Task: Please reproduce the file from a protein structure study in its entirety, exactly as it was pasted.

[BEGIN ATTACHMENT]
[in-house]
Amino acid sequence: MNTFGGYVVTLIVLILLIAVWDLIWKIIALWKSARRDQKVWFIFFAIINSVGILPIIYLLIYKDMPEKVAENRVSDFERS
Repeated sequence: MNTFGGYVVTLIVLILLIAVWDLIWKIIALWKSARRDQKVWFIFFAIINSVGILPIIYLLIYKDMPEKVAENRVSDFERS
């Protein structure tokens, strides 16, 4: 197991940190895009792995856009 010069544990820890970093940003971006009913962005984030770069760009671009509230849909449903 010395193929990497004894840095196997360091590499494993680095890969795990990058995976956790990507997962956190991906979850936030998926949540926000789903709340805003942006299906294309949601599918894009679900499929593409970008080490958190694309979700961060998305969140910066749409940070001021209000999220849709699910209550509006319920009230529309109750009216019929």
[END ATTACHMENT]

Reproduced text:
[in-house]
Amino acid sequence: MNTFGGYVVTLIVLILLIAVWDLIWKIIALWKSARRDQKVWFIFFAIINSVGILPIIYLLIYKDMPEKVAENRVSDFERS
Repeated sequence: MNTFGGYVVTLIVLILLIAVWDLIWKIIALWKSARRDQKVWFIFFAIINSVGILPIIYLLIYKDMPEKVAENRVSDFERS
């Protein structure tokens, strides 16, 4: 197991940190895009792995856009 010069544990820890970093940003971006009913962005984030770069760009671009509230849909449903 010395193929990497004894840095196997360091590499494993680095890969795990990058995976956790990507997962956190991906979850936030998926949540926000789903709340805003942006299906294309949601599918894009679900499929593409970008080490958190694309979700961060998305969140910066749409940070001021209000999220849709699910209550509006319920009230529309109750009216019929």